"Quantitatively, monsoon season rainfall for the country as a whole will be 96 per cent of the long period average," Laxman Singh Rathore, Director General, India Meteorological Department (IMD) said.
In April, the IMD had said the country would receive 99 per cent rains of the long period average (LPA).
A normal monsoon means rainfall between 96-104 per cent of a 50-year average rains during the four-month season from June to September. The LPA has been pegged at 89 cm.
Most parts of the country are expected to receive good rains in July-August, the crucial months for the country's trillion-dollar economy which depends largely on rain-fed agriculture.
Rains in July this year are likely to be 98 per cent of the long period average, while the rainfall in August is forecast to be 96 per cent of the LPA.
The Northwest region, including Punjab and Haryana, considered to be India's granary states, are expected to receive below normal rains at 93 per cent of the LPA, according to the IMD's update to its monsoon forecast which was issued on Friday.
Monsoon rains arrived four days late over Kerala on June 5 and are yet to pick up steam due to a string of atmospheric storms in the south-east Asian region which had affected the monsoon current.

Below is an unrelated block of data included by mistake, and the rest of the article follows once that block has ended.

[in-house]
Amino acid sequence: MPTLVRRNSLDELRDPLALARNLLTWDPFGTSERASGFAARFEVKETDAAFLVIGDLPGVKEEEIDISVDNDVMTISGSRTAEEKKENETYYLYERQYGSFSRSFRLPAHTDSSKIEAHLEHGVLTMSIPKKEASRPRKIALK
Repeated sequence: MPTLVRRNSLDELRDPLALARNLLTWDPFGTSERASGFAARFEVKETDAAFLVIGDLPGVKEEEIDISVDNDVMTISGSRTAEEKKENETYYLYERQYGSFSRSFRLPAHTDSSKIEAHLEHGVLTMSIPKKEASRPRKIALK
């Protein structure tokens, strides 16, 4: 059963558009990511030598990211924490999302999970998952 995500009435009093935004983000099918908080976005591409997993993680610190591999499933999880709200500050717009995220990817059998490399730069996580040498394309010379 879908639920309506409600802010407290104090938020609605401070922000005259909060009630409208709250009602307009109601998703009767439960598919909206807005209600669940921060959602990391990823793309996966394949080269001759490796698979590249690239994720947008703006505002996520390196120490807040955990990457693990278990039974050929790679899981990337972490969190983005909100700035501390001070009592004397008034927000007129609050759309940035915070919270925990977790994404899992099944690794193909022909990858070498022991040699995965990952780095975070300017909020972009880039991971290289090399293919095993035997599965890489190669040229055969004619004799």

Rathore said slow progress has been observed in the advance of monsoon and the same conditions could continue for another four to five days.
"Thereafter monsoon is expected to accentuate," he said. On the reasons for slow progress, Rathore said the storms in the Western Pacific ocean, like the most recent 'Talim', affect monsoon circulation.
D Sivananda Pai, India's chief monsoon forecaster, pointed out that it was normal to have two typhoons in the Western Pacific in June, but this year there have been three, which has resulted in slow progress of monsoon.
The country has witnessed 24 per cent deficient rains till today. September may see less rains than normal in most parts of the country under the impact of El Nino, the warming of the Central Pacific ocean.
Sea Surface Temperatures in the Central Pacific were neutral till recently but there have been signs of warming which is expected to increase during the August-September period.
However, since the warming is expected towards the end of the monsoon period, any decrease in rainfall may not affect agriculture.
"El Nino impact is most likely to be felt on September rains," Pai said. Since the onset, the country on the whole has received 73.7 mm rainfall as against the normal of 96.9 mm for the period of June 1-21.
Rainfall below 90 per cent of the LPA is considered as a drought, and comes under the deficit category. In the recent past, 2004 and 2009 were drought years.